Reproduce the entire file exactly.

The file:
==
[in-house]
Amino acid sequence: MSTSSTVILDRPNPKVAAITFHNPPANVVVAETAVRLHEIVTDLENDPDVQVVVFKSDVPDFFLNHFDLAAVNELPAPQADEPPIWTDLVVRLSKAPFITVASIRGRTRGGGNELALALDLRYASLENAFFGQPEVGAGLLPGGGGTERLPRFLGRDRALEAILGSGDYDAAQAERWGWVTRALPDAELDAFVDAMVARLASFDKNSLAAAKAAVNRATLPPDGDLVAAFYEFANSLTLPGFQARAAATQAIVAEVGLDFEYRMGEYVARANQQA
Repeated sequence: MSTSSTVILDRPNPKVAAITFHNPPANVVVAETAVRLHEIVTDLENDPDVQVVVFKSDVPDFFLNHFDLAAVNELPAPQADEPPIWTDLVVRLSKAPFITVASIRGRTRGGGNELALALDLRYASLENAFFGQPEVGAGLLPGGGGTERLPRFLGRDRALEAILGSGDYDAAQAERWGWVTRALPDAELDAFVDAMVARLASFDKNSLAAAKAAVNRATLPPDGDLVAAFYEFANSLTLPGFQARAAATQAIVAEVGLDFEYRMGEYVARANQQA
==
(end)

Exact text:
[in-house]
Amino acid sequence: MSTSSTVILDRPNPKVAAITFHNPPANVVVAETAVRLHEIVTDLENDPDVQVVVFKSDVPDFFLNHFDLAAVNELPAPQADEPPIWTDLVVRLSKAPFITVASIRGRTRGGGNELALALDLRYASLENAFFGQPEVGAGLLPGGGGTERLPRFLGRDRALEAILGSGDYDAAQAERWGWVTRALPDAELDAFVDAMVARLASFDKNSLAAAKAAVNRATLPPDGDLVAAFYEFANSLTLPGFQARAAATQAIVAEVGLDFEYRMGEYVARANQQA
Repeated sequence: MSTSSTVILDRPNPKVAAITFHNPPANVVVAETAVRLHEIVTDLENDPDVQVVVFKSDVPDFFLNHFDLAAVNELPAPQADEPPIWTDLVVRLSKAPFITVASIRGRTRGGGNELALALDLRYASLENAFFGQPEVGAGLLPGGGGTERLPRFLGRDRALEAILGSGDYDAAQAERWGWVTRALPDAELDAFVDAMVARLASFDKNSLAAAKAAVNRATLPPDGDLVAAFYEFANSLTLPGFQARAAATQAIVAEVGLDFEYRMGEYVARANQQA